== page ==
Disbanding the NRA won’t be a magic bullet for gun control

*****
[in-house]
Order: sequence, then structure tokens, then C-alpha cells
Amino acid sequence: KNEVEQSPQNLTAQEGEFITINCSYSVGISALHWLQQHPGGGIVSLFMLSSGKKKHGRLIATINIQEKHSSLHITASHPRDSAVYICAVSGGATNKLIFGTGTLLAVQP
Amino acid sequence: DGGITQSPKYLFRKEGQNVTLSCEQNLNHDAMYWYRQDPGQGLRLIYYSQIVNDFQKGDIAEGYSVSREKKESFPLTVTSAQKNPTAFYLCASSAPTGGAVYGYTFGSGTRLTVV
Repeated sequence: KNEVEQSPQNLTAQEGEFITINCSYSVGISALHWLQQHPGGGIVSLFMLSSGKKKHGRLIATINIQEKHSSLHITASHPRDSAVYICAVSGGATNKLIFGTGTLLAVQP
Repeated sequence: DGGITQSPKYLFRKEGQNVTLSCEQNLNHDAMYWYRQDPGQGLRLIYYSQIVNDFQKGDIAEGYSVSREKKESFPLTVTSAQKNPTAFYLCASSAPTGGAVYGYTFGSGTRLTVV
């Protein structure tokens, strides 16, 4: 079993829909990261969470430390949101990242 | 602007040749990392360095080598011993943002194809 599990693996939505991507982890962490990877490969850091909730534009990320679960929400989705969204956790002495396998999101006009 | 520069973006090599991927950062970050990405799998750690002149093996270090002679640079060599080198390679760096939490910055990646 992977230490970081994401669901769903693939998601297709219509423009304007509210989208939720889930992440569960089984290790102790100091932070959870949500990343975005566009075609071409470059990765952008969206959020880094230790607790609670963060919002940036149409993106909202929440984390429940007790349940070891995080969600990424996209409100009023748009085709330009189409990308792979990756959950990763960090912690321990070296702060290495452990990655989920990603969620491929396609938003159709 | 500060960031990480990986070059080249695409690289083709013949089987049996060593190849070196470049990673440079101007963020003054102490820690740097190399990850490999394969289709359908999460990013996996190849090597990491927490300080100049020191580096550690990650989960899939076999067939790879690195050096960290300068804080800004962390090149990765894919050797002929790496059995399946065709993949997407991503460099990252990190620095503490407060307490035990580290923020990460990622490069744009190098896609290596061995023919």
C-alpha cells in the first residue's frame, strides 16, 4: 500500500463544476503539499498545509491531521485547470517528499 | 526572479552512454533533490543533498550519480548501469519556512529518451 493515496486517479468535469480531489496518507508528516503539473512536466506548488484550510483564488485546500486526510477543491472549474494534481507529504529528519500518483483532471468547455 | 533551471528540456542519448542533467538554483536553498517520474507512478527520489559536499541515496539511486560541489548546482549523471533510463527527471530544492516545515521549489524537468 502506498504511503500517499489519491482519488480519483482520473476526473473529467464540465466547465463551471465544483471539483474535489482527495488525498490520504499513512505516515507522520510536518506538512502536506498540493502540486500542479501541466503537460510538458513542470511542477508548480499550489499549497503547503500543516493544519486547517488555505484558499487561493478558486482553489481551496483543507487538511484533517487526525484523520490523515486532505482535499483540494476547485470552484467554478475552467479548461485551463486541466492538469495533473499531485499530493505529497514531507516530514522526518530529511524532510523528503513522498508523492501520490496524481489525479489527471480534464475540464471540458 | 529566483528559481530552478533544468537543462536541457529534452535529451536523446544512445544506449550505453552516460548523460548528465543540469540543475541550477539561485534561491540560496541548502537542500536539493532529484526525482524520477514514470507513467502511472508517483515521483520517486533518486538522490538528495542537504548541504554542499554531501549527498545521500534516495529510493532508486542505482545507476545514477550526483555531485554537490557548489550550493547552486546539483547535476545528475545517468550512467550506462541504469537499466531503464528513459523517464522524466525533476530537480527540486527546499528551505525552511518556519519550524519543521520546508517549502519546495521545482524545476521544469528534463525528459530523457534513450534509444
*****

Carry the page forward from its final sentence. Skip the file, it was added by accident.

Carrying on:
On Aug. 6, 2020, following numerous scandals at the National Rifle Association, New York Attorney General Letitia James filed a lawsuit seeking to shut down the group. In the suit, James accused Wayne LaPierre, the NRA’s chief executive, and a number of senior officials, as well as the organization itself, of contributing to the loss of more than $64 million over three years. Detailed allegations of financial misconduct, self-dealing and lavish spending pepper the 169-page complaint. These public reports have led to a revolt among some NRA members and protests from a number of the organization’s own directors. Even before the lawsuit was filed, the NRA was having problems, with fundraising revenue plummeting 21%, according to documents obtained by Bloomberg. And because the NRA is a nonprofit originally incorporated in New York, James’ lawsuit carries a serious risk of shuttering the powerful gun rights group. These challenges all combine to create the greatest existential threat to the NRA since its founding 150 years ago and leave the organization in its weakest position in decades. So, what would happen if James succeeds and the NRA disappears? Some make the mistake of thinking the NRA derives its power from money, or exists largely as the voice of firearms manufacturers. But the group’s real political sway comes by way of its millions of members, whom it efficiently mobilizes against gun control legislation. In recent decades, the NRA has been effective in framing the Second Amendment as a cultural issue — and then […]

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